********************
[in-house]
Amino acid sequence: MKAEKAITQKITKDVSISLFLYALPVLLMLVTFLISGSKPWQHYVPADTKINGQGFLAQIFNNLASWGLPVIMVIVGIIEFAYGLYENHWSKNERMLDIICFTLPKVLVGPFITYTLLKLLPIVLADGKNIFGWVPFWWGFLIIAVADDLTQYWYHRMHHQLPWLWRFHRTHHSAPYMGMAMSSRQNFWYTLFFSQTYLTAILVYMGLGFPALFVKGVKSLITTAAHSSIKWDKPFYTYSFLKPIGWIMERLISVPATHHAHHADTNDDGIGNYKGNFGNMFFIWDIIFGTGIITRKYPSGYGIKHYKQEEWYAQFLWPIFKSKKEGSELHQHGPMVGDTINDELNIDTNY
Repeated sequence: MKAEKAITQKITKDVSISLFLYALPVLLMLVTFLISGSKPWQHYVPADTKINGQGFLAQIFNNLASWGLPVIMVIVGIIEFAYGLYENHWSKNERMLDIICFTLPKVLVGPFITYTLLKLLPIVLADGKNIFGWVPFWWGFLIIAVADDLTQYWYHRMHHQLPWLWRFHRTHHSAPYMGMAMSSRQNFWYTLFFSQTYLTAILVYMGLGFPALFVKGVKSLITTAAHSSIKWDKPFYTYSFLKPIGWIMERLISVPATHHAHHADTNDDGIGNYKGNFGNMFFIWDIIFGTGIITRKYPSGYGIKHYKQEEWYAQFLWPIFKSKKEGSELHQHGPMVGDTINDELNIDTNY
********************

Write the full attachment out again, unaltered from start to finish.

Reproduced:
[in-house]
Amino acid sequence: MKAEKAITQKITKDVSISLFLYALPVLLMLVTFLISGSKPWQHYVPADTKINGQGFLAQIFNNLASWGLPVIMVIVGIIEFAYGLYENHWSKNERMLDIICFTLPKVLVGPFITYTLLKLLPIVLADGKNIFGWVPFWWGFLIIAVADDLTQYWYHRMHHQLPWLWRFHRTHHSAPYMGMAMSSRQNFWYTLFFSQTYLTAILVYMGLGFPALFVKGVKSLITTAAHSSIKWDKPFYTYSFLKPIGWIMERLISVPATHHAHHADTNDDGIGNYKGNFGNMFFIWDIIFGTGIITRKYPSGYGIKHYKQEEWYAQFLWPIFKSKKEGSELHQHGPMVGDTINDELNIDTNY
Repeated sequence: MKAEKAITQKITKDVSISLFLYALPVLLMLVTFLISGSKPWQHYVPADTKINGQGFLAQIFNNLASWGLPVIMVIVGIIEFAYGLYENHWSKNERMLDIICFTLPKVLVGPFITYTLLKLLPIVLADGKNIFGWVPFWWGFLIIAVADDLTQYWYHRMHHQLPWLWRFHRTHHSAPYMGMAMSSRQNFWYTLFFSQTYLTAILVYMGLGFPALFVKGVKSLITTAAHSSIKWDKPFYTYSFLKPIGWIMERLISVPATHHAHHADTNDDGIGNYKGNFGNMFFIWDIIFGTGIITRKYPSGYGIKHYKQEEWYAQFLWPIFKSKKEGSELHQHGPMVGDTINDELNIDTNY